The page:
Florida, the land of the Seminole and the site of the oldest European settlement in the United States, is home to a wide variety of plant and animal life including threatened and endangered species like manatees, sea turtles, Key Deer, Florida Panthers and the Ghost Orchid. The state’s beaches and coral reefs are not only enjoyed by residents, but also attract millions of tourists. Coastal wetlands protect lives and property by reducing the impact of hurricanes and tropical storms. As recovery from Hurricane Irma continues, restoring, repairing and protecting Florida’s natural and cultural resources is critical for the people, economy, and future of the Sunshine State.
The Natural and Cultural Resources RSF, coordinated by the Department of the Interior Recovery, was activated to help Florida communities as they work to restore and protect environmental, cultural and historic resources. The RSF does not define the recovery priorities; communities impacted by Irma establish their own recovery goals. To help communities meet those goals, the RSF, which partners with 30 federal and state agencies, provides technical advice on recovery issues and assists in project management.
Hurricane Irma left a trail of vegetative and human-made debris in its wake. Cleaning up after a disaster is the first step on the road to recovery, but it’s not as simple as removing debris from one place and dumping it in another. Debris has to be sorted and handled with care to protect the public health and prevent the spread of disease. Debris storage areas can become breeding grounds for vermin and snakes. If vegetative debris such as trees or tree limbs is infected with laurel rust, citrus canker or other diseases, and transported improperly, disease can spread from one part of the state to another. If left uncollected, vegetative debris can become fuel for wildfires.The Natural and Cultural Resources RSF can offer guidance on debris management and may be able to recommend additional funding sources for debris removal from agricultural areas and waterways.
Wind and rain from Hurricane Irma damaged libraries, museums, botanical gardens and beaches. The RSF and FEMA’s Heritage Emergency Task Force reached out to the Florida Department of State to create a database of cultural institutions. Knowing where cultural institutions are located will allow for greater coordination and faster assessments after future disasters, which will result in faster assistance. Advice on applying for assistance from insurance, SBA, FEMA or philanthropic sources is available; staff can also provide information on disaster preparation and recovery strategies.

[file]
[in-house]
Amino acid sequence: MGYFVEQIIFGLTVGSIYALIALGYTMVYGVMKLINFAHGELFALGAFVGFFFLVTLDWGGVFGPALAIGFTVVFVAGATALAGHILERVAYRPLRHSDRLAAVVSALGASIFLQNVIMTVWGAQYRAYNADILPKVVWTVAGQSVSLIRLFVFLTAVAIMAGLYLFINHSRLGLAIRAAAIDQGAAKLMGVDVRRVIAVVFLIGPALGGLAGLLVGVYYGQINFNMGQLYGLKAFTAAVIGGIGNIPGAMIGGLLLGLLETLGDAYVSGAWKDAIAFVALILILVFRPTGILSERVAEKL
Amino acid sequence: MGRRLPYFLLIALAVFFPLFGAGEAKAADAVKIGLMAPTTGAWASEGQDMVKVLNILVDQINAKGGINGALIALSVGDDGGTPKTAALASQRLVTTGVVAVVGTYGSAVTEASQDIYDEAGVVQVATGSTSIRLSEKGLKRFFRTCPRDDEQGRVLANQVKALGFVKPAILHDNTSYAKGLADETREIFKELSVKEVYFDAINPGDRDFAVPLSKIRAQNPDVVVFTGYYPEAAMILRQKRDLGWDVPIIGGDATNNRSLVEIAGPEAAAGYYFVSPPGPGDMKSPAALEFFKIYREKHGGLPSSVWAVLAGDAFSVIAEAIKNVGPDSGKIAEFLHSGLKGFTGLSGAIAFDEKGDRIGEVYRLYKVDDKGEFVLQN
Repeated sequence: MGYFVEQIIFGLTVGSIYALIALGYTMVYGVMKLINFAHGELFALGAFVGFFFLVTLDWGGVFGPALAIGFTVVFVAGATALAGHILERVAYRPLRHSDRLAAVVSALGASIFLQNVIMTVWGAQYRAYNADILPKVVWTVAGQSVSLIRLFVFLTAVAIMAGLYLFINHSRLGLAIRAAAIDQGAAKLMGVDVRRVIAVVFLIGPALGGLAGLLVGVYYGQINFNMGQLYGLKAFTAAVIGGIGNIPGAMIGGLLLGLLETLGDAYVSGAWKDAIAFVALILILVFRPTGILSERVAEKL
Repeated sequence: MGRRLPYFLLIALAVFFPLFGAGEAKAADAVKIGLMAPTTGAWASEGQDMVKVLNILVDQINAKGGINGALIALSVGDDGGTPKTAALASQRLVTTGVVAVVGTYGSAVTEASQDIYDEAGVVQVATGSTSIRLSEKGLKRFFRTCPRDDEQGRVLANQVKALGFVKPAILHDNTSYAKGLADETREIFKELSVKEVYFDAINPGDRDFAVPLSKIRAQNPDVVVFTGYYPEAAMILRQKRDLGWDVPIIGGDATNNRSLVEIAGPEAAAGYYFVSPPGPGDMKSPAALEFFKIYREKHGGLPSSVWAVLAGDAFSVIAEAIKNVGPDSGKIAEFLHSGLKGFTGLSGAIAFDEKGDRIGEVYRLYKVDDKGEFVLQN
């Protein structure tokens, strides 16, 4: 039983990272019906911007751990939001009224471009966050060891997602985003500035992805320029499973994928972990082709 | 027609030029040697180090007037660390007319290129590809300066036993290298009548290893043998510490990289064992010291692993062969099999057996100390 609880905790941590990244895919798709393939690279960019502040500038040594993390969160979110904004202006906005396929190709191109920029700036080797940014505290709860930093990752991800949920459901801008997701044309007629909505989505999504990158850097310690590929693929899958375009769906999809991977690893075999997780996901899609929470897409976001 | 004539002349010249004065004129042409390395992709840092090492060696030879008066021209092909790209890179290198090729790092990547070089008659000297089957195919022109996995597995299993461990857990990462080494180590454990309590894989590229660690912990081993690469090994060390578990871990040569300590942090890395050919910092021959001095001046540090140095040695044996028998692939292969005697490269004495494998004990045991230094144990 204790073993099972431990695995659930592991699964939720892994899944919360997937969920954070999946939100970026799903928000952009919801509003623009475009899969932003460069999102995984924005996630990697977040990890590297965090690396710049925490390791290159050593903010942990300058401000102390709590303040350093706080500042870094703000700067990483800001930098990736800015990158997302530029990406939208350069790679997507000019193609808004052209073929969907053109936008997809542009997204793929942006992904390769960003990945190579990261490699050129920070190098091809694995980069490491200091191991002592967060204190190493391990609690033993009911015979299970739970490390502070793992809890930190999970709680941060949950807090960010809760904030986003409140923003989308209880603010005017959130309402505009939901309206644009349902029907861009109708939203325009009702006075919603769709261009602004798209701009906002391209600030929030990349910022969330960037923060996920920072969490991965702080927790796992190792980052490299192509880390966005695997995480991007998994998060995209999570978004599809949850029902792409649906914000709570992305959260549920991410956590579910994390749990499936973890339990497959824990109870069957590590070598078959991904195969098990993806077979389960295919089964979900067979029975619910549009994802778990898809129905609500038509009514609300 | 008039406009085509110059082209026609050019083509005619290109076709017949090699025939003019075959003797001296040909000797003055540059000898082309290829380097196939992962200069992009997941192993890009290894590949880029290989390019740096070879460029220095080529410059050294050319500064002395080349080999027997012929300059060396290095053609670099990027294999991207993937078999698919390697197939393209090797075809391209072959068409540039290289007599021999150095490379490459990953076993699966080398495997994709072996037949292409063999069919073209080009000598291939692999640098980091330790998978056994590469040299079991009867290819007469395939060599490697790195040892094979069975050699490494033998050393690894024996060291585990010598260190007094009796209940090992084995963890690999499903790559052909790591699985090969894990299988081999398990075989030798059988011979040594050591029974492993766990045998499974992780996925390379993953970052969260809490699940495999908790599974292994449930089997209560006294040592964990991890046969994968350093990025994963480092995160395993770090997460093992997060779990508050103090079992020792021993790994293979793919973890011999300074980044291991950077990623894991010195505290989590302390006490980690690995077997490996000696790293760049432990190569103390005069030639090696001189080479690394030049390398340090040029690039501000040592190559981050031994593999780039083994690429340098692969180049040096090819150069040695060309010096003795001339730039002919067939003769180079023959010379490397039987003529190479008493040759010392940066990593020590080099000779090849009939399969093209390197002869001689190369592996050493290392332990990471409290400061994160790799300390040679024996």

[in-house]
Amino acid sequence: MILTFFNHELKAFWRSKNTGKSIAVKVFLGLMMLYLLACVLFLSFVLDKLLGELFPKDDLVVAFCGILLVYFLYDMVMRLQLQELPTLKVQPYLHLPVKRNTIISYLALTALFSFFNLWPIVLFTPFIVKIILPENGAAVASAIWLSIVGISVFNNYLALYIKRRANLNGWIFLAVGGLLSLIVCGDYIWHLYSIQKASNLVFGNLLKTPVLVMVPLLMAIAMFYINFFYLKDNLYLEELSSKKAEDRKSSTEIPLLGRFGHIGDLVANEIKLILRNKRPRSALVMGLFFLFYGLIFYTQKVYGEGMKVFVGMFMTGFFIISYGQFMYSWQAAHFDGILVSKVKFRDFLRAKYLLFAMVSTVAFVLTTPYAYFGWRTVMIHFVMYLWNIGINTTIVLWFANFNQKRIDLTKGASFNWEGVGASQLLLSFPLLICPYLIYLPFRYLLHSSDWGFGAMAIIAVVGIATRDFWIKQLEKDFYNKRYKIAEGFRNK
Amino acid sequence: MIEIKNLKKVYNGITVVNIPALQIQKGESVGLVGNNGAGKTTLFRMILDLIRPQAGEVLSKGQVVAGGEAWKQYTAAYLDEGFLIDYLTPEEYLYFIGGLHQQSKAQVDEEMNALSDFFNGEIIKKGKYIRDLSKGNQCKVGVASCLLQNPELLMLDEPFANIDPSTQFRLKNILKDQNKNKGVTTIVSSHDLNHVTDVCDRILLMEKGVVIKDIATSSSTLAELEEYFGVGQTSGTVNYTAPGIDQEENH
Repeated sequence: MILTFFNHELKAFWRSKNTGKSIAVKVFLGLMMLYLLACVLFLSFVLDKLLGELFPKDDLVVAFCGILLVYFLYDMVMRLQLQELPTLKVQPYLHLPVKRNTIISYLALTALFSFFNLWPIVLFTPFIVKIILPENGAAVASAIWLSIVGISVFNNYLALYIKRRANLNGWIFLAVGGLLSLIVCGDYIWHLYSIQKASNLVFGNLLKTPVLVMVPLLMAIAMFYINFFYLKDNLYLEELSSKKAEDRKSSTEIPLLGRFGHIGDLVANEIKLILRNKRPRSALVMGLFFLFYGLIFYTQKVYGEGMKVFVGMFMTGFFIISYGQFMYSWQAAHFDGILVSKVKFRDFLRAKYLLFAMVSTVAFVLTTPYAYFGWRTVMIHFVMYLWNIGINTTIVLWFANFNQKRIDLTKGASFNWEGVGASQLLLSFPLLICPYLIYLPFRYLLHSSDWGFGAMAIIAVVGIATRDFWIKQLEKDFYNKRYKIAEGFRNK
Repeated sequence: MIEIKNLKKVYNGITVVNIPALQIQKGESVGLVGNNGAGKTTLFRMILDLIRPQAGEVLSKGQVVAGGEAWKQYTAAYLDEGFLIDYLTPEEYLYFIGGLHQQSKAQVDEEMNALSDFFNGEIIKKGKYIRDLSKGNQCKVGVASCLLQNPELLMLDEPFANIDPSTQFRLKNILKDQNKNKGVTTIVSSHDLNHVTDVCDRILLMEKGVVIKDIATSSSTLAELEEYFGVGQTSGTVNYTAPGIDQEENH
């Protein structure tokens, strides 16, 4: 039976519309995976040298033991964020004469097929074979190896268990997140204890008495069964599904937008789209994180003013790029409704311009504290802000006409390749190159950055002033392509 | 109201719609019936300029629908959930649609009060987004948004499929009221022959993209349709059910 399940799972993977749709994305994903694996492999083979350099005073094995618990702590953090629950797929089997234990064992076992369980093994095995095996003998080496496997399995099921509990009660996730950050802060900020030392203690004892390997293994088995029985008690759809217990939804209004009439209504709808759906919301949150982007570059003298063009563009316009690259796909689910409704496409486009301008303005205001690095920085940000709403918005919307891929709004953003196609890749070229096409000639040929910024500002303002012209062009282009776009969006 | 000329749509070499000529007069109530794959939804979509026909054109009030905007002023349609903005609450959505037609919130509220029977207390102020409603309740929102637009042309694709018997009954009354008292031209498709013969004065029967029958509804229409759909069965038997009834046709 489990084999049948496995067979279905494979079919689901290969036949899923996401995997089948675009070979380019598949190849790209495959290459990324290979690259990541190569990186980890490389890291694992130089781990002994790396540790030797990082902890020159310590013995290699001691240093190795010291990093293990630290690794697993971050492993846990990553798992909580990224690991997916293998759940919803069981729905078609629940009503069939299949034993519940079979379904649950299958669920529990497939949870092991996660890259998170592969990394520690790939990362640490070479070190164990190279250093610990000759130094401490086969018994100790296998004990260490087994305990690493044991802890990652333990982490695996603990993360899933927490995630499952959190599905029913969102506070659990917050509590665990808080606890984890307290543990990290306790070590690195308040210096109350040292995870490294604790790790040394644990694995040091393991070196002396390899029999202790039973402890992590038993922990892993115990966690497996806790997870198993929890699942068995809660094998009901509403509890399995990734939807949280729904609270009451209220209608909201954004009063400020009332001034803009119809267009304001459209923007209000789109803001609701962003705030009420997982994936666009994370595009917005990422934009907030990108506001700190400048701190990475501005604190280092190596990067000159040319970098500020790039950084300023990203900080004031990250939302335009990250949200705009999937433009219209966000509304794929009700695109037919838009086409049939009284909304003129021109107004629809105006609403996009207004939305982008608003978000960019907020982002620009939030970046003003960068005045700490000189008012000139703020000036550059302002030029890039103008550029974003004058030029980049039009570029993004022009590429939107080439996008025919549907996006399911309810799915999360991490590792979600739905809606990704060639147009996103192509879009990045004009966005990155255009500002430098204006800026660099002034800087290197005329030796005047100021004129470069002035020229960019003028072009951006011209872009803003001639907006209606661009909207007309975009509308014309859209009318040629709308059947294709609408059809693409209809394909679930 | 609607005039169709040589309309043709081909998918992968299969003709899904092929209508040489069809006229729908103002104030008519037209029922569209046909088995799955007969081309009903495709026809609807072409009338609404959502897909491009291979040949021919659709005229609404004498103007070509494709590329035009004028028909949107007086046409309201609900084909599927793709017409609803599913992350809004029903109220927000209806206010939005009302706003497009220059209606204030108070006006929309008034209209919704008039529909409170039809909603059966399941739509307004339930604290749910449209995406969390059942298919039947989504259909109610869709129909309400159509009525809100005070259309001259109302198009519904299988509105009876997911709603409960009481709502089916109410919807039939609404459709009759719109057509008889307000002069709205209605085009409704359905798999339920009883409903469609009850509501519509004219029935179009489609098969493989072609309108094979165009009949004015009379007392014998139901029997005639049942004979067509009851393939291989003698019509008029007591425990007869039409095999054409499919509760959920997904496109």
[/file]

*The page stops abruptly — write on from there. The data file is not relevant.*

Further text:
Hurricane Irma caused extensive beach erosion, especially in Monroe County, but also in Broward, Miami-Dade, and St Johns counties. In some areas, erosion leveled dune lines, leaving nesting areasfor endangered sea turtles exposed to street and business lights. Wetlands, estuaries, bays, and marshes, which Floridians use for recreation and plants, insects, fish, and animals call home were also impacted by the hurricane. The Natural and Cultural Resources RSF is working with the Florida Department of Environmental Protection, the U.S. Army Corps of Engineers, FEMA’s Public Assistance program and other federal, state and local agencies to assess and ultimately restore affected wetlands, beaches, estuaries, bays, and marshes and protect sea turtles.
Hurricane Irma’s wind and heavy rain triggered erosion which threatened river and stream banks, bridges and roads. Erosion can also adversely affect water quality and the natural environment. RSF staff, in collaboration with the IRC Mitigation Advisor, can assist communities to institute methods to increase the strength and structure of soil, like bio-engineered streambank stabilization. Loose soil is vulnerable to weather; stabilizing soil by planting vegetation that—once it takes root, holds soil in place—may reduce erosion during future storms and protect critical infrastructure. Bio-engineered stabilization uses a combination of biological, mechanical, and ecological concepts to control erosion.
Storm surge from Hurricane Irma inundated ground water and surface water in the Keys and coastal Collier County. The Jacksonville area experienced flooding from heavy rains over a sustained period. Storm-related septic tank failures contaminated ground water. Flooding, inundation, and loss of power at several wastewater treatment plants resulted in the release of untreated or partially treated wastewater in parts of the state. RSF subject matter experts can work with water management districts and state agencies to assess the long-term impact of salt water inundation from Irma and develop management plans that will restore watersheds. The Natural and Cultural Resources RSF, in conjunction with the Infrastructure RSF, can advise wastewater treatment plant owners on ways to strengthen facilities.
Imagine Florida without beaches or parks, libraries or public gardens, manatees or sea turtles. Florida’s natural and cultural resources create jobs, protect coastal communities and offer recreational opportunities that contribute directly to the health and well-being of the people who live in and visit the state.
High quality of life depends upon a healthy environment and access to cultural and recreational opportunities that enrich society. Hurricane Irma damaged parks and beaches, forced temporary closure of libraries and destroyed or disrupted the habitats of plants and animals. Hurricanes are a fact of life in Florida. As plans are made to restore natural and cultural resources impacted by Hurricane Irma, consideration must be given to increasing resilience so future gernerations can enjoy all the Sunshine State has to offer.